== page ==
Friday, April 23, 2010


No, it is not an expletive.  It's a term for the amount of LIFE that is being multiplied in the prairie, pond and woods here at Prairie Pond Woods!  After taking a walk on the Refresher Course this afternoon, I was struck by the increase of certain plants, and the number of native trees and wildflowers that actually survived the winter after being transplanted last fall. 

Most of the time, as you may have gathered from previous rants, I bemoan the fecundity of invasive species I do battle with every season. But today I was joyful and grateful...and didn't give much attention at all to the crown vetch and honeysuckle popping up and winding over things.  No, today I noticed with childlike glee a new patch of Bellwort in the woods, and how far several colonies of Mayapples are spreading. Also this year I counted 12 Jack-in-the-pulpits along the spring creek, about 4 times as many as the first year I went looking.  

One of the questions people often ask me when they come for a retreat is, "What are all those little orange flags?"  Because I can never remember what I plant from year to year, I have to mark them. 
As I strolled along the creek bed, which is mostly dry due to the lack of spring rains, I saw both transplanted flagged Bluebells and Jacob's ladder blooming away!  The flags I thought might be Redbud trees I'd already decided to just pluck up and take back, but lo and behold, there they were!  Four out of seven made it...OK, so they were only about 8 inches tall and had most of their tops chewed off by browsing deer, but they actually leafed out!  Fecundity!

Now the pond has its own story.  Four years ago, on tax day, when we took possession of the place, the pond had only one live species in it...a whirling beetle...and thousands of them!  No plants, so amphibians, no ducks or geese would even make a stopover. Because of the shale and limestone bedrock, our poor pond was quite acidic...a pH of 3.8.  Then in November we dumped in a truck-load of lime and five months later things started happening!  That spring, I saw heron tracks.  Next, toad eggs.  One interesting April, an orgy of leopard frogs at the far end.  We eventually named it the Lazarus pond for obvious reasons. 

Recently while standing by the edge looking for new shoots of aquatic plants, we saw something moving toward us, looking quite curious.  I grabbed my camera and kept taking shots as it crept closer and closer.  Finally we saw that it was a bulllfrog in metamorphosis between tadpole and adult.  Today, a male Wood Duck also walked at the pond's edge.  Then around dusk three of them flew over the house, sending their high-pitched calls into the sky.  Fecundity!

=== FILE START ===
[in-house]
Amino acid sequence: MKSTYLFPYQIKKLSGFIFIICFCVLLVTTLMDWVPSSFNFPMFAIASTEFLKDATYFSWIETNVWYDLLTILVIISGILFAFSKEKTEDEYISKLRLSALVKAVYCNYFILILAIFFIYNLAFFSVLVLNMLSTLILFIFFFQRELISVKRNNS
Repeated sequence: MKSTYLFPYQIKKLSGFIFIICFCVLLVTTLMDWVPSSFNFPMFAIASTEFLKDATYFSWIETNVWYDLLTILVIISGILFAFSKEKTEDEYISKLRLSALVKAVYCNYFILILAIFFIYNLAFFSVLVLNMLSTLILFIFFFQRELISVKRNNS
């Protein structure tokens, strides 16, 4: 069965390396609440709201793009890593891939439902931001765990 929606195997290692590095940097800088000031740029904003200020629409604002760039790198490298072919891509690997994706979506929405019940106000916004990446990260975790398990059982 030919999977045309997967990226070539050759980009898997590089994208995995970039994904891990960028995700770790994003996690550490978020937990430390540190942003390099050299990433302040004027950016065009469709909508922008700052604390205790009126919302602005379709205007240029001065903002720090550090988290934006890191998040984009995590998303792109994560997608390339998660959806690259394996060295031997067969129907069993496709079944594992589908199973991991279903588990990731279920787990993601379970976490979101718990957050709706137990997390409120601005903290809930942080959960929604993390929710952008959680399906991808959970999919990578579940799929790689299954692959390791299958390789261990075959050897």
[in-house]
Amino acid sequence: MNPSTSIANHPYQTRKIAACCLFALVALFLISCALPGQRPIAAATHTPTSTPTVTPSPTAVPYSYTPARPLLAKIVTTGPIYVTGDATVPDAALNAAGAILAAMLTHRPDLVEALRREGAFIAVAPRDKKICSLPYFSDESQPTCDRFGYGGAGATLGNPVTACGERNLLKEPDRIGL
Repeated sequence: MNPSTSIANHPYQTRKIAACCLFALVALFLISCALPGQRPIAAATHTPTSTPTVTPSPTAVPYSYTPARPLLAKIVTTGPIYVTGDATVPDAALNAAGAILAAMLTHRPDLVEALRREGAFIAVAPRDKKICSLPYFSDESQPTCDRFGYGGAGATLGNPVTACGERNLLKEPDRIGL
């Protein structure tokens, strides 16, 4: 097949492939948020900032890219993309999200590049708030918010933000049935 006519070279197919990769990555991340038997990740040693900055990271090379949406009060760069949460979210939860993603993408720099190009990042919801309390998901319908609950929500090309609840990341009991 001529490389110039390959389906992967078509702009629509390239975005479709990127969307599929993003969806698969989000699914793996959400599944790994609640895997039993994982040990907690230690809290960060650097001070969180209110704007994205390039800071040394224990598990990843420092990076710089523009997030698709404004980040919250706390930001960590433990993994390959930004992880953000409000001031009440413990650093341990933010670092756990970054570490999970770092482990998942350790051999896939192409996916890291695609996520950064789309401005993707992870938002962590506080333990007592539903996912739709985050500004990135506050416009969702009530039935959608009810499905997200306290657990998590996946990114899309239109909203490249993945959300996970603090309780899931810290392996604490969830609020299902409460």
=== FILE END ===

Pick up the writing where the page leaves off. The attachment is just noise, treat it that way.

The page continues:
Monday, April 19, 2010


I've decided (again) to practice a bit of what I preach and take a 3-week sabbatical at Prairie Pond Woods starting on Earth Day.  Spring is the season I love the used to be the Fall...but then I learned about all the LIFE that passes through overhead or comes back again after a long dormancy.  Once I started identifying and learning the names of migrating birds, wildflowers and other emerging creatures, as well as their specific habitats and behaviors, I was hooked.  Ignorance is definitely not bliss in nature.  Education only enhances the appreciation and understanding for what has been created as a gift to us all.  I plan to learn as many new things as possible while I'm there.

I have several other goals for this sabbatical (just how goal-oriented should one be during a sabbatical?).  One is to continue more diligently the breeding bird survey for my 10-square mile transect in Adams County.  Another is to post daily nature-journal entries on the brace yourselves for a lot of  notifications.  Another is to finish a short story submission for a writing contest due mid-May.  Plus, I plan to finish reading one 3D book (A Thousand Splendid Suns) and one CD book (The English Major). 

My last goal is less artsy-fartsy, less interesting and less right and exercise at least 5 times per week (not just my rambling-discovery-walk kind of exercise...but the kind where I'm pleading for oxygen).  "They" say that to develop a good habit, it takes 3 weeks of repetition.  I'm putting "their" theory to the test during this down time...when I have no other commitments, no distractions, no stress, no TV and no bad food in the house to go along with it.  Do I dare take and post a "before" and "after" picture?  We'll see. 

I'll be back,